The next round of the BTCC is at Thruxton in Hampshire at the end of this month, but in the meantime here is some more behind the scenes eye candy from the opening Brands Hatch round. BTCC pit garages are highly professional, spotless places: check out the Vauxhall pits. From what I've seen Auto Glym is obviously the number one product around here, as despite all the panel bashing and gravel collected during the races all the teams are constantly polishing their cars.
There's never much time between the races to fix damage or make changes, so it's always frantic in the garages. Here Jonathan Adam's car is being prepped for the second race of the day. It's not as bad as a few years ago in the World Touring cars though, where there was a ridiculously small amount of time between the two races because of TV scheduling: something like 15 minutes! No chance if your car suffered any kind of damage.
Crowd favourite Jason Plato delivered the result he needed in round one, with a win in the third race. Check out the YouTube clip posted a few days ago on Speedhunters for the proof of his car control. As was commented on, looks like he'd fit in well at a drifting round!
Drivers always have that way of describing racing lines with their hands. I've also always noticed how their air-steering wheels are always a lot smaller than regular road drivers doing the same thing! Here BMW driver and race two winner Rob Collard acts out driving the Brands Indy track to teen Porsche Supercup driver George Richardson.
The decrease in Team Dynamics sponsorship seems to have affected the amount of Lycra they can buy their grid girls. Luckily it wasn't that cold at Brands…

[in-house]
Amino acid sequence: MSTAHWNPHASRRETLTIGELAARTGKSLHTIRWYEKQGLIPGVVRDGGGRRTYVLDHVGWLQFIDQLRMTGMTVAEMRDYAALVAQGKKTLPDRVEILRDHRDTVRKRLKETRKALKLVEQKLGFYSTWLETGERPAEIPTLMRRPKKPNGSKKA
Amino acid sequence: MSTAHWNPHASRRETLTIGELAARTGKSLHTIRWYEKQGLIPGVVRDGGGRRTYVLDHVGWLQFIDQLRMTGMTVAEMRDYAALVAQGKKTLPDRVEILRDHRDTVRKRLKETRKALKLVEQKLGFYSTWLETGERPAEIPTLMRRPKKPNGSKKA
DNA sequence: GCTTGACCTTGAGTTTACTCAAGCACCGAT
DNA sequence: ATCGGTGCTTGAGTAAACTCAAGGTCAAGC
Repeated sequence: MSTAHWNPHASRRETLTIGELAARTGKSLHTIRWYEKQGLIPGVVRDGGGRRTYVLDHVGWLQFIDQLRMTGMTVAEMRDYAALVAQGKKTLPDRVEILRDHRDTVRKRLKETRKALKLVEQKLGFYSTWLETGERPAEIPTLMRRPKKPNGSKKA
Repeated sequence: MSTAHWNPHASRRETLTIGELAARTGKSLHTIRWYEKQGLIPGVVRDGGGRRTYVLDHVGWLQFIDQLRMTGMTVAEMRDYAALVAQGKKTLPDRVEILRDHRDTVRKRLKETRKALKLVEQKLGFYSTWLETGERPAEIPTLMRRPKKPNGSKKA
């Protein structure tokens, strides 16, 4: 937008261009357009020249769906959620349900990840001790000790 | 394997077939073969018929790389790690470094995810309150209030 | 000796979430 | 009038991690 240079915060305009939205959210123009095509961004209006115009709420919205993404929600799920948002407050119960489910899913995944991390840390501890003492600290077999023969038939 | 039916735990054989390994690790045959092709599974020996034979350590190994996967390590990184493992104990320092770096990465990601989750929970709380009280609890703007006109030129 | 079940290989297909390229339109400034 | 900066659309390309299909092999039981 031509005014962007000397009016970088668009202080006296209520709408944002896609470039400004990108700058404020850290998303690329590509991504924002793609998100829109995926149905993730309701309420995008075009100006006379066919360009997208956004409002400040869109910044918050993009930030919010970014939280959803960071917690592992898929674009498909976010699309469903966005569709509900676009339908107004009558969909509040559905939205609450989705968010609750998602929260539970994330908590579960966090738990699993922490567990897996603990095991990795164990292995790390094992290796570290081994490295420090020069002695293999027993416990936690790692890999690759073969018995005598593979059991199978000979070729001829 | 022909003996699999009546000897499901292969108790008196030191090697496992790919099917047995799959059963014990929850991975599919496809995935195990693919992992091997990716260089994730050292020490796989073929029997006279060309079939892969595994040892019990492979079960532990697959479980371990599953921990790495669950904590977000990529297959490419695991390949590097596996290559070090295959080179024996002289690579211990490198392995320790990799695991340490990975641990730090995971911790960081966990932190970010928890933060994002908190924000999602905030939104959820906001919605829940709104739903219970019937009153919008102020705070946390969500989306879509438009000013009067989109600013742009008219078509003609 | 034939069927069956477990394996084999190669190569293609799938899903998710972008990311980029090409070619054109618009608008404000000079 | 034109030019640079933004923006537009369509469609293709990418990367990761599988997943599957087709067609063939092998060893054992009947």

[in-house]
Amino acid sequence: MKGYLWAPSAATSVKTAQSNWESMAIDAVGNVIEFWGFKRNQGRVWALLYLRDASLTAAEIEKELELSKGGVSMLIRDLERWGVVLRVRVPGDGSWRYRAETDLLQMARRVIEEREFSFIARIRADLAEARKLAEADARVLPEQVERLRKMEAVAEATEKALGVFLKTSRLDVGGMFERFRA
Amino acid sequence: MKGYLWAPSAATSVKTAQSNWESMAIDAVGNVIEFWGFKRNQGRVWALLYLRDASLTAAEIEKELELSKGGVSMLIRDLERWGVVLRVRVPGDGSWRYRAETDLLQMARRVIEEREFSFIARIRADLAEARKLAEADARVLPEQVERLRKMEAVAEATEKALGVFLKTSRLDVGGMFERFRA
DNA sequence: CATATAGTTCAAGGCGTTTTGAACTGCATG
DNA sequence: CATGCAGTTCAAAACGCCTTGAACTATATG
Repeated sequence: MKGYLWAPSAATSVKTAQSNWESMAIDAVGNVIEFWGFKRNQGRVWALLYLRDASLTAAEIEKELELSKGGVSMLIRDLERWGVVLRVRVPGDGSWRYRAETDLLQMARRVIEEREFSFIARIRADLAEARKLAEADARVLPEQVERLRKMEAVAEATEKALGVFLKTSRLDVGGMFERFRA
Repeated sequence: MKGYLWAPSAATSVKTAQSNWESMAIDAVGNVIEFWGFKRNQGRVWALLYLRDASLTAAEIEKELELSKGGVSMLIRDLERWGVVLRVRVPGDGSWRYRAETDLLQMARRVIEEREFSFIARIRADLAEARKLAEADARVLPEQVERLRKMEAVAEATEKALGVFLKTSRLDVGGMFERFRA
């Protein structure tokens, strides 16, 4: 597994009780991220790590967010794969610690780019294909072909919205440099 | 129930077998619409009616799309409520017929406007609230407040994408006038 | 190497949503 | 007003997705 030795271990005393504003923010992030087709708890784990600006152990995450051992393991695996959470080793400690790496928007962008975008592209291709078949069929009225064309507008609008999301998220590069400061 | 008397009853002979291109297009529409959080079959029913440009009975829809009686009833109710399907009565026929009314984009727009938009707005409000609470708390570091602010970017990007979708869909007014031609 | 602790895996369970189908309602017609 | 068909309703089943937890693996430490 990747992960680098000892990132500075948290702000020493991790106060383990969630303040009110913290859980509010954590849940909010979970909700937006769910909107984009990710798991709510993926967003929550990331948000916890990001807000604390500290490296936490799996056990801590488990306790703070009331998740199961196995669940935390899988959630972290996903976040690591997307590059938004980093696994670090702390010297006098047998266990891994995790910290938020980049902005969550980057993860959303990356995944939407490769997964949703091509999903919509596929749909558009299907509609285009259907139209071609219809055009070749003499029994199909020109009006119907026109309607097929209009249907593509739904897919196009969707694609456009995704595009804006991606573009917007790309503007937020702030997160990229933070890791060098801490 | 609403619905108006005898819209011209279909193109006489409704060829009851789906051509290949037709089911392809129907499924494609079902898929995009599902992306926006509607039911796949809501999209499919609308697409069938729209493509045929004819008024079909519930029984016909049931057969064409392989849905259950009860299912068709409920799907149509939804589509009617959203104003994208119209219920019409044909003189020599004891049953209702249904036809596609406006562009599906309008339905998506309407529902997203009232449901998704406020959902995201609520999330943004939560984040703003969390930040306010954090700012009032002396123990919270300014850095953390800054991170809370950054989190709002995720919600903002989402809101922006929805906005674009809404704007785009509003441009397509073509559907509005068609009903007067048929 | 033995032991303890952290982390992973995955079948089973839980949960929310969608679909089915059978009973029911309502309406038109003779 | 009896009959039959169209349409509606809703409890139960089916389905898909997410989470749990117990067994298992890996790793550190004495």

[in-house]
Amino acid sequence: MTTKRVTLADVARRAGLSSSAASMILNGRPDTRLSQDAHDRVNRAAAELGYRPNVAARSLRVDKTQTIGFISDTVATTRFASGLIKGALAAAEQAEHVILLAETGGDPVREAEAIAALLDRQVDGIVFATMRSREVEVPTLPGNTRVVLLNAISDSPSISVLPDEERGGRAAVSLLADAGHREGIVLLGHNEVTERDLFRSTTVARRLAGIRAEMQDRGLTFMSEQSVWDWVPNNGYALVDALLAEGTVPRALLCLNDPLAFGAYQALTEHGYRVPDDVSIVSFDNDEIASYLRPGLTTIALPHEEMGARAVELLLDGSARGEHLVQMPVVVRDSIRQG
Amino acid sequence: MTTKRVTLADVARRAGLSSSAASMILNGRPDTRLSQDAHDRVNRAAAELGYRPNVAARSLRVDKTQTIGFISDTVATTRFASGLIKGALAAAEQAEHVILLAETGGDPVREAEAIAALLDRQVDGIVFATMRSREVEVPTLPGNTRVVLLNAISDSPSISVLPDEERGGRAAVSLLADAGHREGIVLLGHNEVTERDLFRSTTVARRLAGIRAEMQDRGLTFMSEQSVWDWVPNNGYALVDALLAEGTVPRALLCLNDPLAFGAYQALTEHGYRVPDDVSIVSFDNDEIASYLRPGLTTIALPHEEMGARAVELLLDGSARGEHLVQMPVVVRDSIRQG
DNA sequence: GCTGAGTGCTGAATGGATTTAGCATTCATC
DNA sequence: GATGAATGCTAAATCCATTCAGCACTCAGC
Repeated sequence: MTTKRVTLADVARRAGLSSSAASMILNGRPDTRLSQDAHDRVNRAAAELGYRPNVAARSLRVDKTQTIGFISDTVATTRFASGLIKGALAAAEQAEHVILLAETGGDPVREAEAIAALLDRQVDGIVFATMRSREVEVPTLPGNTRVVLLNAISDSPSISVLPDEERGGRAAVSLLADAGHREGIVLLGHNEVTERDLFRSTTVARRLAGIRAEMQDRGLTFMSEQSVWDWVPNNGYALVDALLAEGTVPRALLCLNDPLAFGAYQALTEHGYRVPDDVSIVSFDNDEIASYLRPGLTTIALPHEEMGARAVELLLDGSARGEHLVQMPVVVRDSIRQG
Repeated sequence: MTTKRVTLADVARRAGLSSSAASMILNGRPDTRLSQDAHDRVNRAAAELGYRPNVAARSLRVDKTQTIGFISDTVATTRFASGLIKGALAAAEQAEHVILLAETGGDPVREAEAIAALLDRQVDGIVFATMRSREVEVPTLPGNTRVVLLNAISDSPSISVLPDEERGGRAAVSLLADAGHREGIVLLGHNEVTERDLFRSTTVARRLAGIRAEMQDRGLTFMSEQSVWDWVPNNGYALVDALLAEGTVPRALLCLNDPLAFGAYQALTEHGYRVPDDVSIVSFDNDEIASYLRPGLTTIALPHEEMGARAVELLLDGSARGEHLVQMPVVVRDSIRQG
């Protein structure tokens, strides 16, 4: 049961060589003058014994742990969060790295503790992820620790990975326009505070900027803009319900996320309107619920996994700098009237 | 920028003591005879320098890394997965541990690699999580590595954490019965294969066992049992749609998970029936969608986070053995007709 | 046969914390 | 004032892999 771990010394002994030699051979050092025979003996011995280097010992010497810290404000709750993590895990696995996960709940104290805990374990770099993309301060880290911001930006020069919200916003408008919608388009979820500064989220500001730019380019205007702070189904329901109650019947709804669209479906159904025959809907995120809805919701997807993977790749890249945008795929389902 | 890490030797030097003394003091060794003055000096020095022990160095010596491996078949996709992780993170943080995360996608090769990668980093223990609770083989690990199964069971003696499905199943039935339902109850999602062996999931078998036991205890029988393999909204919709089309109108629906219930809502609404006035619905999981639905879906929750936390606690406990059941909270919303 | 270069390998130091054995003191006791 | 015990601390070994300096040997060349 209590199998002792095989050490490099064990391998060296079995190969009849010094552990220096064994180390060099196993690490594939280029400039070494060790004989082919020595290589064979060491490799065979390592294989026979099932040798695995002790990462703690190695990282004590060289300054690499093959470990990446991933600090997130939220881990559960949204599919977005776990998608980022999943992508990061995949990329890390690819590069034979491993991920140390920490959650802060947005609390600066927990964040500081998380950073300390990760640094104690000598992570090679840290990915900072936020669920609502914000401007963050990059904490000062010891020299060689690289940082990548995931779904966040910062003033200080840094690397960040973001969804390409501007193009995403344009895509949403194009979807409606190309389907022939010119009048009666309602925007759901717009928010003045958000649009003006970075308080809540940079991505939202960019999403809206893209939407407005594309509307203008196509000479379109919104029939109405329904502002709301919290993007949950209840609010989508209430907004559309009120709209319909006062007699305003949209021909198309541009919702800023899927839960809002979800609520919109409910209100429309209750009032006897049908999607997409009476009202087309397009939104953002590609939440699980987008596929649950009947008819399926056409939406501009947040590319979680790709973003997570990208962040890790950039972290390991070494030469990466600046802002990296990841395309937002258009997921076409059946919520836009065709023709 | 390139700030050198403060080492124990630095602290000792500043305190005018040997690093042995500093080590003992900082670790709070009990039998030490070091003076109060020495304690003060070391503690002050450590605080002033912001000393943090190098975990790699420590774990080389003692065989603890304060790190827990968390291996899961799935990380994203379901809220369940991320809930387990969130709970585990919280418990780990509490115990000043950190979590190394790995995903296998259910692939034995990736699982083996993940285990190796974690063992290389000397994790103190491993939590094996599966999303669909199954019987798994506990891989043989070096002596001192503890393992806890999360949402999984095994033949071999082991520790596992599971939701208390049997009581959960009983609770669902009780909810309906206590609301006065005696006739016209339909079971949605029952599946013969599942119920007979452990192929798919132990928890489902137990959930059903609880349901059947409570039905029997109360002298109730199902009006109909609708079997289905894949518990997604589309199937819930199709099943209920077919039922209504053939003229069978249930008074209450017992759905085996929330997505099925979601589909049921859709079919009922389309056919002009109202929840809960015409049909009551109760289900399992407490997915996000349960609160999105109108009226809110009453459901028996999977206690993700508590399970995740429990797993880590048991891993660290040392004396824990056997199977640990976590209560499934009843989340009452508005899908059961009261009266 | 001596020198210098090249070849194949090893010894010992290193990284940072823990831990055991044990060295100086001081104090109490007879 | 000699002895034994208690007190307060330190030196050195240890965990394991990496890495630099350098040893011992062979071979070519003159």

The wheels on the Focus are far smaller than the rest of the TC pack, as well as being well outboard and having heavy toe-in. Nice big wheel arches and small wheels – they've obviously been following Speedhunters!
The Focus has a pretty simple but impressive-looking push-button control panel on the dash, next to the huge sequential gear lever. The car seems to feature the original plastic central console – I wondered if the drinks holders were still there…
The thousand-yard stare of those about to rock. Civic driver Pinkney sits on the grid waiting for the green light.
This is what it's about: Independent team Motorbase have been looking for that elusive first win for a couple of years now, and then they go and get a brace of podiums and almost two wins (before the penalty in the final race).
Trophies are not the only thing Motorbase have no shortage of: they'd brought two gangs of grid girls with them from each of their primary sponsors. It was just showing off, to be honest.
The support races are pretty strong for the BTCC this year. Along with the usual single-seater fare, there's are the Clios (where the races are more like demolition derbies), the Porsche Supercup and two Ginetta model races. The G50 is pretty impressive up close: great lines and a proper traditional GT feel to it. And boy did they shift. A lot of bang for not many bucks.
The 911s always look and sound great: even the Cup cars pack a punch. With their heavy rear-ends they always look a handful on the smaller tracks, and the Brands Indy loop gives them no respite.
…And then you get it wrong. This is the kind of custom job you just don't want. The front end looked as bad.
There were fewer car clubs at the Brands meeting than I'm used to seeing. When the SEATs were in the championship there was always a big line-up of marque fanatics lined up in the parking areas. But although there isn't yet the massed ranks on the banks this year, spotting this Carrera GT certainly attracted my attention.
As usual there were plenty of big racing names around the paddock, either just there for the action or working with teams. Audi sportscar magician Allan McNish was tucked away in the support paddock: he's mentoring a driver in the Formula Renault championship.